By Mustafa al Kadhimi for Al Monitor. Any opinions expressed are those of the author, and do not necessarily reflect the opinions of Iraq Business News.
Many Iraqi politicians do not hide their concerns and skepticism regarding moves made by Sunni political and tribal groups — whether in the region or Washington — to ensure a unification of Sunni political positions on the future of the war on the Islamic State (IS). Some of the reactions to these moves come loaded with accusations.
A visit by a delegation from Anbar to Washington at the end of January 2015 sparked numerous disagreements and assumptions both inside and outside the Iraqi political milieu. Some of these issues took on a personal nature, including accusations that the delegation included murderers, while others involved suspicions of a Sunni desire to obtain weapons to undermine Iraqi sovereignty.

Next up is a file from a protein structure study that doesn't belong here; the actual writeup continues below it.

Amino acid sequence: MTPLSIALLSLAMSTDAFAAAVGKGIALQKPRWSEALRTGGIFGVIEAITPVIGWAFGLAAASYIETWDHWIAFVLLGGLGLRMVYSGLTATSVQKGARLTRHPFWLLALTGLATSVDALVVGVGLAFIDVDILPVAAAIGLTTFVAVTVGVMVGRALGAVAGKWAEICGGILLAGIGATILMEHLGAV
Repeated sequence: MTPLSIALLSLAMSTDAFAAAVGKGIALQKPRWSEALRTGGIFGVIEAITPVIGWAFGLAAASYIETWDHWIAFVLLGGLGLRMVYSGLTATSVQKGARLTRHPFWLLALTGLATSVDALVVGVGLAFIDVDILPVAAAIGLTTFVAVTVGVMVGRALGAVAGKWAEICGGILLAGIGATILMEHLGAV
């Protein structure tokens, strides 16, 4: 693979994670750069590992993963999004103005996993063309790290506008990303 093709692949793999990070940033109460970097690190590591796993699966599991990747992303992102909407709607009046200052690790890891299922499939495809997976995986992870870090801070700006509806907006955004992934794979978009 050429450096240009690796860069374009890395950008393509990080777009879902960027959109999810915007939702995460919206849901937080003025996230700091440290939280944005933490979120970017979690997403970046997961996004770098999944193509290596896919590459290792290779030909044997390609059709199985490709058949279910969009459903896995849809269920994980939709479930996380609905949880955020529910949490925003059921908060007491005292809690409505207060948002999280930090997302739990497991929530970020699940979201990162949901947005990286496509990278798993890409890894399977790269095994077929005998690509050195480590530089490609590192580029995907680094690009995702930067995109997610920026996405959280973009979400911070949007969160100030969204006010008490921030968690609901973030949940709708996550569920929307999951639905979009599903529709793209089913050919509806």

Fears were not limited to this visit in particular, and were present on previous occasions involving Sunni gatherings or activities. The latter include the Sunni forces conference held in Erbil on Dec. 18, 2014, which saw widespread accusations from different political parties.
Things cannot stabilize in Iraq without a common understanding between Iraqi forces. It is also required that there be a recognition of the rights of each to coordinate their positions, unify their ranks and expand their bases of internal and external relations in the framework of coordination with the government and other forces, in line with the country’s supreme interests.
Iraq is facing a fateful moment in its history. IS occupies large tracts of land, most of them predominantly Sunni, and the continuous political conflict has brought the country to the brink of division. Amid these circumstances, what is needed is a recognition of the right of the Sunnis in the equation to unify their ranks, and they should be supported domestically to achieve this result.
While there are many reasons for IS’ emergence and spread in Sunni cities, one includes the rupture of the Sunni political fabric and the lack of clearly defined positions and leaders that can serve as a decisive party and a true representative of Sunnis — or at least most of them.